— The Legacy of Greece • Various

... go, but Death 'goes on for ever.'" The scene changes, and he feigns to be present at the rifling of a barrow, the "tomb of the Athenian heroes" on the plain of Marathon, or one of the lonely tumuli on Sigeum and Rhoeteum, "the great and goodly tombs" of Achilles and Patroclus ("they twain in one golden urn"); of Antilochus, and of Telamonian Ajax. Marathon he had already visited, and marked "the perpendicular cut" which at Fauvel's instigation had been recently driven into the large barrow; and he had, perhaps, read of the real or ...
— The Works of Lord Byron, Volume 2 • George Gordon Byron

... view, the heroes who fell at Troy were not good for much, and the son of Thetis above all, who altogether despised danger in comparison with disgrace; and when he was so eager to slay Hector, his goddess mother said to him, that if he avenged his companion Patroclus, and slew Hector, he would die himself—'Fate,' she said, in these or the like words, 'waits for you next after Hector;' he, receiving this warning, utterly despised danger and death, and instead ...
— Apology - Also known as "The Death of Socrates" • Plato

... Patroclus to rede There shall he se playne wryten without fayle Howe whan Achyllys gaue no force nor hede Agaynst the Troyans to execute batayle The sayd Patroclus dyd on the aparayle Of Achylles, and went forth in his steade Agaynst Hector: but lyghtly ...
— The Ship of Fools, Volume 1 • Sebastian Brandt

... Phoenix stand before Achilles, he rushes forth to greet them, brings them into the tent, directs Patroclus to mix the wine, cuts up the meat, dresses it, and sets it before the ambassadors." (Iliad, ix. 193, sq.)—Study of the Classics, by ...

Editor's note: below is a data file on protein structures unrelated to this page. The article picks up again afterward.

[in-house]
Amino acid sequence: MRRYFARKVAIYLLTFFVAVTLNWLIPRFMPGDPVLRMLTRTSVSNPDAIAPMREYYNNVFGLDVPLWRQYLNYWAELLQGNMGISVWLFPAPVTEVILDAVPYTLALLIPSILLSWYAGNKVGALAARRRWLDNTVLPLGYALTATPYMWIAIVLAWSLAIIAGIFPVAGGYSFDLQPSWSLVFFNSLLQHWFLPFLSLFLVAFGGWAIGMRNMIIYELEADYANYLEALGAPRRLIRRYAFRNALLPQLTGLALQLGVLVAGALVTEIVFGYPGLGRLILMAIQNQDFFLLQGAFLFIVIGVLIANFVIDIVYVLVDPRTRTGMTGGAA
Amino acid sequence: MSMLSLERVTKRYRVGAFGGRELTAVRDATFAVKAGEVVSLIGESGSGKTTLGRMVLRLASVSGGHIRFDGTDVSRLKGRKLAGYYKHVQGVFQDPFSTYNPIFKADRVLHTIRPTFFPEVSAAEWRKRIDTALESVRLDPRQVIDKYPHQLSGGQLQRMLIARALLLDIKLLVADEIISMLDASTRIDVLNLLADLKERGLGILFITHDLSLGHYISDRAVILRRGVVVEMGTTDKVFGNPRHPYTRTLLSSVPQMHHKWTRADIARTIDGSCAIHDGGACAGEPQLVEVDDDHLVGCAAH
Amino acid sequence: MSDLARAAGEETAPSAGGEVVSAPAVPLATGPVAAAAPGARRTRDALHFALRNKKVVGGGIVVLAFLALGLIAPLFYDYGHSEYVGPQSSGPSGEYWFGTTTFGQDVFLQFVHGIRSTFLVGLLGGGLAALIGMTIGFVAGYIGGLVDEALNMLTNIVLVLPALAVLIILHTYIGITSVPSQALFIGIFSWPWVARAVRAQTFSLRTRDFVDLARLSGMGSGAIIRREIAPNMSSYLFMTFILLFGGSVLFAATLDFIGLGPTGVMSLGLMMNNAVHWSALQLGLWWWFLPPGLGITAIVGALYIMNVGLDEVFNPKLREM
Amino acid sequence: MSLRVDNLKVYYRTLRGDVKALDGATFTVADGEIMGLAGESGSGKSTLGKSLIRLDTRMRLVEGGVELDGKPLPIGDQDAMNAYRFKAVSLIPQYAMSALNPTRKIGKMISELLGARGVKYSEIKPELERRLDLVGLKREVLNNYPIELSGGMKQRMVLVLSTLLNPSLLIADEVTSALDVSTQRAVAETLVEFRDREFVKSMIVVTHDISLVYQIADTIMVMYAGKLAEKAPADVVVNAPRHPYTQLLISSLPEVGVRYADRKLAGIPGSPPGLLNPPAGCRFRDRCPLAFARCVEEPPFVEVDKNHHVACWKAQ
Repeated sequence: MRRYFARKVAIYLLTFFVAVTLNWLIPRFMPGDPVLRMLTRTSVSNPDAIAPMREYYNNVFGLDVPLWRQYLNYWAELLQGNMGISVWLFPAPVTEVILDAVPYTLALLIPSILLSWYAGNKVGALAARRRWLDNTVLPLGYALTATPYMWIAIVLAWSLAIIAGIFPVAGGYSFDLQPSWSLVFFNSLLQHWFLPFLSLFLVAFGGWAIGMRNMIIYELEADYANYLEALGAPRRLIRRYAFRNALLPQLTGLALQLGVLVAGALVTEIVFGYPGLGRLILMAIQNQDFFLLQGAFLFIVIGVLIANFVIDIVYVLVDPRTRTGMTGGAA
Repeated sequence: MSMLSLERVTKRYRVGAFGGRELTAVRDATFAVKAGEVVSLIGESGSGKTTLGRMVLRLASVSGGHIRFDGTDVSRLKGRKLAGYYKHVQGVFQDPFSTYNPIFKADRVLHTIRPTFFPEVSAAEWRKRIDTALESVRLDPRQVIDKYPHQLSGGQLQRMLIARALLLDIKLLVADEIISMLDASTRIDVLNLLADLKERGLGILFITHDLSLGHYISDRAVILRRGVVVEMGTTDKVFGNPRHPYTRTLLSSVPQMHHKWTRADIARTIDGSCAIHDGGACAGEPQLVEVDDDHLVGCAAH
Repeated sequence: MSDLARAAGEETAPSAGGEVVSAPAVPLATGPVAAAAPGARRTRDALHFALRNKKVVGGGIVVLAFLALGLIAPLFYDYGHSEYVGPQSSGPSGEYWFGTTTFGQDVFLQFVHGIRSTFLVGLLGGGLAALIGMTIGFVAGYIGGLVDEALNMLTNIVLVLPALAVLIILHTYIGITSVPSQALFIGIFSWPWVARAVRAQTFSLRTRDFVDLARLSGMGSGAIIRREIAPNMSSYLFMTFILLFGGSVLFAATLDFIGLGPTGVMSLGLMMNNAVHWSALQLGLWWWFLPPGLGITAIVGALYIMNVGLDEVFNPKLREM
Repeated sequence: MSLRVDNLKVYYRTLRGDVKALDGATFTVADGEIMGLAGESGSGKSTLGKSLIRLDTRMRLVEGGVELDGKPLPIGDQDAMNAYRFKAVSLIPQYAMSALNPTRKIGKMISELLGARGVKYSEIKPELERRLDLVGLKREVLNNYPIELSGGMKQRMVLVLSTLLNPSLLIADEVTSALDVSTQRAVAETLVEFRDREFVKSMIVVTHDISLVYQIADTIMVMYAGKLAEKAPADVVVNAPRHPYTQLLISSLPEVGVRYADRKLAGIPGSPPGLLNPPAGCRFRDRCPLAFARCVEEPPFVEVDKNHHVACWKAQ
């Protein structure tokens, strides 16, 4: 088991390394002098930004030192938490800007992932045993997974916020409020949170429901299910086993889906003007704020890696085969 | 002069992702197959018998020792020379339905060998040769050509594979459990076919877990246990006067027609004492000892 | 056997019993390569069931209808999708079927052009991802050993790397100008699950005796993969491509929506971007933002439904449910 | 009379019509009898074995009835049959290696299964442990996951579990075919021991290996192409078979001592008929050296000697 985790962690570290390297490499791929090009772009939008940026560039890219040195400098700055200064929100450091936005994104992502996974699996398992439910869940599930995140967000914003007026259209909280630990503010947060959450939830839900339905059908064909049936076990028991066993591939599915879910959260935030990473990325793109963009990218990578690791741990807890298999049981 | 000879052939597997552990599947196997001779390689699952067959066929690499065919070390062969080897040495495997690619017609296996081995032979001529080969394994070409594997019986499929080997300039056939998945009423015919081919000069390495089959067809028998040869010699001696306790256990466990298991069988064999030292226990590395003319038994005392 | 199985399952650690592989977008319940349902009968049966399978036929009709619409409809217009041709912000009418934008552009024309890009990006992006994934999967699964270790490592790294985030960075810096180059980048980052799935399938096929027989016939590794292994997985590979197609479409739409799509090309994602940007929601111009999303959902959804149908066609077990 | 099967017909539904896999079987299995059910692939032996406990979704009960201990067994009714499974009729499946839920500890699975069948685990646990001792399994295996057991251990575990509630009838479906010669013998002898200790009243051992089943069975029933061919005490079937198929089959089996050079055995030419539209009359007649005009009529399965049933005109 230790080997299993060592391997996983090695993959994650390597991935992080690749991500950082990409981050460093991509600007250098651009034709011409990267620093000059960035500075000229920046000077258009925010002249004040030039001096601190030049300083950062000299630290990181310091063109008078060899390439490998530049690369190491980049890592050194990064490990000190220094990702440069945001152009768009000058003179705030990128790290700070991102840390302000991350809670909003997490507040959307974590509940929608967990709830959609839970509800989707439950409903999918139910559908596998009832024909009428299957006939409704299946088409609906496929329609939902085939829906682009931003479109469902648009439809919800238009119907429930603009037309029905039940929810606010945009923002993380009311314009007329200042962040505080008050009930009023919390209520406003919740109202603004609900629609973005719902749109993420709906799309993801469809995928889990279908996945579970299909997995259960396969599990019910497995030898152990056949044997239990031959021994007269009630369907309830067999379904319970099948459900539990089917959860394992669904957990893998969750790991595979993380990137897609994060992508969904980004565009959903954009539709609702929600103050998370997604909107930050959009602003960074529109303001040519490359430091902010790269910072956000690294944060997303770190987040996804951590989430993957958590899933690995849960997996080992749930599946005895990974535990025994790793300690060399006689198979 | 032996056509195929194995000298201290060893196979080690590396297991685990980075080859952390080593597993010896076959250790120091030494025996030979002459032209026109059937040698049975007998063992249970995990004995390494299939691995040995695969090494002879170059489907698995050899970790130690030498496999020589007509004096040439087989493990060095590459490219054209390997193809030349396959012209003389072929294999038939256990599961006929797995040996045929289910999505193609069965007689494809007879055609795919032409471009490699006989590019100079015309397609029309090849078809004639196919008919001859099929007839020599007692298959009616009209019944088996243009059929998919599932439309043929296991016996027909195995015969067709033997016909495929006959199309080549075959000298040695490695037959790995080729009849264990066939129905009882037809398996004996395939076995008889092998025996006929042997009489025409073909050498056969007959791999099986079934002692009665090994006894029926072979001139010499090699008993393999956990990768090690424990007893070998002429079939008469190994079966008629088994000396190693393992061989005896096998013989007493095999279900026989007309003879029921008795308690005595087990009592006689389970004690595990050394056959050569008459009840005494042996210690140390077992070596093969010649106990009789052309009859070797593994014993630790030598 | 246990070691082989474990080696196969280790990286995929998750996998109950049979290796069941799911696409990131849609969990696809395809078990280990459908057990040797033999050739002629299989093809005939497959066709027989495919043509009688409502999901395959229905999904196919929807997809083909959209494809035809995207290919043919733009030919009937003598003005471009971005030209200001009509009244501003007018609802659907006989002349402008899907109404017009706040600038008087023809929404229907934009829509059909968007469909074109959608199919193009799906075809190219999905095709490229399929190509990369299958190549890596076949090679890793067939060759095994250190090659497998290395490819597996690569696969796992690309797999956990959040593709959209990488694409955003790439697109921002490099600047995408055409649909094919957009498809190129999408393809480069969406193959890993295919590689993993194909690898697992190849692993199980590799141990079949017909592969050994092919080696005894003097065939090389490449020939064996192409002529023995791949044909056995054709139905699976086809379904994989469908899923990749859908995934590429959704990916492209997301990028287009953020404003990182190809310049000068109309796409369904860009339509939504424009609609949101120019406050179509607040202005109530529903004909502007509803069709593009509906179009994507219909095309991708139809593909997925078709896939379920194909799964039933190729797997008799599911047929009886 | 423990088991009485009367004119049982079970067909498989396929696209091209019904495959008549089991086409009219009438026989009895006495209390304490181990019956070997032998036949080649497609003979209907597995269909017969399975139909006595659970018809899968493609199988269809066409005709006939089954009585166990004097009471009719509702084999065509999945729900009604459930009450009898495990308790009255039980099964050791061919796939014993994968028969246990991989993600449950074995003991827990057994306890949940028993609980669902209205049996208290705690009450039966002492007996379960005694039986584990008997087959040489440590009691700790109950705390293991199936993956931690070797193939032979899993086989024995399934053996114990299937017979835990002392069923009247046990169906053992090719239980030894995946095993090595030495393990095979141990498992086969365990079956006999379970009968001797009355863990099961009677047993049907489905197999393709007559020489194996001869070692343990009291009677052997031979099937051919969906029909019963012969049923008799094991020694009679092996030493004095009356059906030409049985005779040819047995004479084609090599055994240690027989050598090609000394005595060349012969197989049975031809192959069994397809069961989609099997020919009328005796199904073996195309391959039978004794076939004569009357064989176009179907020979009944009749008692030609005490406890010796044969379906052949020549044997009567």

— The Works of Lord Byron, Volume 6 • Lord Byron

... land at the slaughter-house of the contractor to the squadron, irreverently styled Charognopolis, for an excursion to the ruins of Troy, to shoot snipe in the marshes of Simois, or get a hare on the tomb of Patroclus. ...
— Memoirs • Prince De Joinville

... spear," even if he were not my own son. This undesirable way of discussing matters showed itself the other day, when the gentlemen fought for "the poor man," as if they had to do with the body of Patroclus. Mr. Lasker took hold of him at one end, and I tried to snatch him away from Mr. Lasker as best I could. But where do imputed motives, and class-hatred, and the excitement of misery and suffering lead us? ...
— The German Classics of The Nineteenth and Twentieth Centuries, Vol. X. • Kuno Francke

... wrath made many a childless foe; And since the day, when in the strait His only boy had met his fate, His parent's iron hand did doom More than a human hecatomb. If shades by carnage be appeased, Patroclus' spirit less was pleased Than his, Minotti's son, who died Where Asia's bounds and ours divide. Buried he lay, where thousands before For thousands of years were inhumed on the shore; What of them ...
— Lyra Heroica - A Book of Verse for Boys • Various

... of boys was so thoroughly the fashion in Greece that we have today given it the name "Greek Love." Orestes was regarded as the "good friend" of Pylades and Patroclus as the lover of Achilles. In this taste, the Gods set the example for mortals, and the abduction of Ganymede for the service of the master of thunder, was not the least cause for annoyance given the chaste but over-prudish ...
— The Satyricon, Complete • Petronius Arbiter



Words linked to "Patroclus" :   Greek mythology, mythical being